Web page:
New Solutions Being Developed To Solve "Missing Middle" Problem

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Annually, tuition fees increase, thus posing a challenge to students who fall within the missing middle. Fortunately, the Higher Education sector has come up with means to help alleviate the burden and stress that comes with not having funding options.


South Africa's "missing middle" is one persistent problem that the country has long been attempting to solve and deal with.

The Department of Higher Education and Training (DHET) and the Minister of Higher Education, Blade Nzimande, have made multiple suggestions and developed potential solutions when it comes to alleviating some of the challenges faced by "missing middle" students. 

The "missing middle" is the term given to students who are considered to be "too rich" to receive funding from the National Student Financial Aid Scheme (NSFAS), but are not rich enough to pay for their studies completely out of their own pockets.

For years, this group of students have been excluded from pursuing and completing tertiary education, especially due to the steep increases in university and college tuition fees each year.

These fee hikes were actually the catalyst for the #FeesMustFall movement of 2015, lead by frustrated students in a panic about how they (and their families) were now going to afford their studies.

For "missing middle" students in particular, this issue of financial exclusions has prevented thousands from continuing with their qualifications or even graduating.  

There have been discussions between the DHET and respective universities to ensure that fees remain affordable for lower-income, working-class and missing middle students who wish to further their education. 

The solutions that the DHET has been developing are certainly pricey, so the Department has made the decision to branch out and ask South Africa's banks for financial assistance.

Responding to a recent parliamentary Q&A, Nzimande said his Department was engaging with commercial banks and other financial service providers regarding a loan scheme that will finance missing middle students.

“It should also be noted that the work to find a long-term solution to missing middle student funding needs is ongoing," noted the minister.

Nzimande explained that the decision to engage with the banking sector follows recommendations presented by the Ministerial Task Team (MTT) he instructed to conceptualise a new student comprehensive financial aid model for the South African Higher Education and Training System.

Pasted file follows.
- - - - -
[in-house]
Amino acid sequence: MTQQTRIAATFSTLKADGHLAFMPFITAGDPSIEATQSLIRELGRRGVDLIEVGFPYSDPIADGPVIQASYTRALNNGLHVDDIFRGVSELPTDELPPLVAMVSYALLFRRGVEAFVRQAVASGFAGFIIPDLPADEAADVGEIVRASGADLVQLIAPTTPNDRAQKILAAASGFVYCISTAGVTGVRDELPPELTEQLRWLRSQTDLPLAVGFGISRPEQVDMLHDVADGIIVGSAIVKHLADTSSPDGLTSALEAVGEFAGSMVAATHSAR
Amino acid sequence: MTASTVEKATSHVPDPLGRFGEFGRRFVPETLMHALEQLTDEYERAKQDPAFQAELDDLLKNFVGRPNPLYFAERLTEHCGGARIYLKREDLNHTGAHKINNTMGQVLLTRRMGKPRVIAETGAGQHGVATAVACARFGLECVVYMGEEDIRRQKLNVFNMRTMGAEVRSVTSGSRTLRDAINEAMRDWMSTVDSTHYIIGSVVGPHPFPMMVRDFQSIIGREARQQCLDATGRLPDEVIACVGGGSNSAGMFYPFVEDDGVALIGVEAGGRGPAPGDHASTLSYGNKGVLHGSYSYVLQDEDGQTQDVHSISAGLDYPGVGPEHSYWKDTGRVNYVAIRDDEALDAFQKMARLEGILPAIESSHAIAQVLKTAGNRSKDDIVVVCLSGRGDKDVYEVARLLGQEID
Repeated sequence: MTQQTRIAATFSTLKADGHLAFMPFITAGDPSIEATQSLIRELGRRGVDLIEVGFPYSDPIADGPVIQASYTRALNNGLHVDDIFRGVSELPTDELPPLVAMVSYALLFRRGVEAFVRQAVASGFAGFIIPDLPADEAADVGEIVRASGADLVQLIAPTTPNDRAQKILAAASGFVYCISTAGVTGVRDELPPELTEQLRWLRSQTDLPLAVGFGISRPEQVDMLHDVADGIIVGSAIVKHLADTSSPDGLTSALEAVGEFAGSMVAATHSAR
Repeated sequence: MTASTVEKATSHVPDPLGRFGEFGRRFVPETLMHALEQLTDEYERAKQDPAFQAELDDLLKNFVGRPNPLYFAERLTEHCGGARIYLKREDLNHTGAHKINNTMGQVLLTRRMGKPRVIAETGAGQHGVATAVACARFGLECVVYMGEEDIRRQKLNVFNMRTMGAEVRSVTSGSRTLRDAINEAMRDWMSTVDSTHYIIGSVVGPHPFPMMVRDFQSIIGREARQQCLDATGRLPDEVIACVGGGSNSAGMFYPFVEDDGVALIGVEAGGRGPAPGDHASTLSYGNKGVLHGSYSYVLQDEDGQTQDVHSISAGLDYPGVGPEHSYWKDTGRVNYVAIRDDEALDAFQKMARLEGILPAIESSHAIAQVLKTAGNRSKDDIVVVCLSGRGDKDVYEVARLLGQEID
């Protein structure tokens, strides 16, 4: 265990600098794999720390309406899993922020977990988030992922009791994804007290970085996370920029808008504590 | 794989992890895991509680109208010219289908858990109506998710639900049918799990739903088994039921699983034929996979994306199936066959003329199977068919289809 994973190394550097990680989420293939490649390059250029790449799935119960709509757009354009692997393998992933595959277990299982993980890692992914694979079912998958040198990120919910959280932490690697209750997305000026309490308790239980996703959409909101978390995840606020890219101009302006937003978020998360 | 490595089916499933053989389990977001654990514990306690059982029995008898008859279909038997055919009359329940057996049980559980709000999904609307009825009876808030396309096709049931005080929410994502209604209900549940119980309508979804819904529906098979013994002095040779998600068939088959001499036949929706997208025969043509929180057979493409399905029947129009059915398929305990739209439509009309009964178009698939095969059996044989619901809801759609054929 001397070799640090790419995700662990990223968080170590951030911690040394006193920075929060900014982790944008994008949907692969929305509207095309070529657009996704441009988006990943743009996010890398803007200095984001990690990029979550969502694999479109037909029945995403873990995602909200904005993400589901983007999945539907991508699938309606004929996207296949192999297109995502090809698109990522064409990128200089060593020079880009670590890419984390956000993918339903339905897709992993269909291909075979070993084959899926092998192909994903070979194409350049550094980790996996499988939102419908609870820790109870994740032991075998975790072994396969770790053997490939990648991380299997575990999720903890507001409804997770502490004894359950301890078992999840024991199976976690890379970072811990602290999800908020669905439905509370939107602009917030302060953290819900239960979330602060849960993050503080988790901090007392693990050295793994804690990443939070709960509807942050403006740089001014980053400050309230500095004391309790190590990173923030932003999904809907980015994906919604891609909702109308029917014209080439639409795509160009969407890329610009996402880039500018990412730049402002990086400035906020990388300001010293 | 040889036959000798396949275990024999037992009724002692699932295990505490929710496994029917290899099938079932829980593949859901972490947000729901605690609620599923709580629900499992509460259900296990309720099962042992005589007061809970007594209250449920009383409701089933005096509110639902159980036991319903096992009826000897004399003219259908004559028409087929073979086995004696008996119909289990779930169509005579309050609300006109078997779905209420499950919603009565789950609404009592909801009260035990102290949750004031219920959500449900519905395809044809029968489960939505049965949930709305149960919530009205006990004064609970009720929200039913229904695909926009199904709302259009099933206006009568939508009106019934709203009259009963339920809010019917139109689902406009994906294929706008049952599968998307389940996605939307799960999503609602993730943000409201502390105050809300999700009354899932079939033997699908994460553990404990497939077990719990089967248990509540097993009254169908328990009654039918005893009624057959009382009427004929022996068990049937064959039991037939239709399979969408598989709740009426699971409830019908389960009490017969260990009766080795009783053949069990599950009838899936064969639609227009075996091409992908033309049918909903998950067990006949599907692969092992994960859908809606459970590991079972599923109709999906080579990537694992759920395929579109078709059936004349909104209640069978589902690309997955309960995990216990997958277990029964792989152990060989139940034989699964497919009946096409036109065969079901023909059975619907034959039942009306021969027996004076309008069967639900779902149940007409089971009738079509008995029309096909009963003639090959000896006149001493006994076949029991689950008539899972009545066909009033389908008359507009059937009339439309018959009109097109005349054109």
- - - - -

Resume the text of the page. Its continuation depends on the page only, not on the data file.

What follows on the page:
According to the Minister, the MTT explored different loan models, including a direct lending model, wholesale lending model and credit guarantees.

The MTT recommended that in the immediate short-term, government should explore the possibility of a government guarantee for commercial bank loans.

The Department is currently engaging with the banking sector to explore the options for a credit guarantee model with the commercial banks and other financial service providers before an application for a credit guarantee can be submitted to National Treasury by the Minister.

In addition to these loan schemes, a "comprehensive" funding model has also been in the works. 

Nzimande also reiterated that the Department is currently working within the policy framework, and will avail loans and bursaries and direct these efforts toward students located within the scarce skills categories. 

While "missing middle" students can take out student loans to continue funding their tertiary education, there is the possibility of growing student debt, which is another major problem in South Africa.

This problem will only continue to place pressure on the South African economy and poses a real threat to the sustainability of our Higher Education institutions if the Department does not develop affordable and tangible solutions to ensure that this number will not grow further in coming years. 


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The Department of Higher Education revealed that the total student debt in South Africa has grown to approximately R16.5 billion. At the same time, funding for missing middle students remains a critical challenge.


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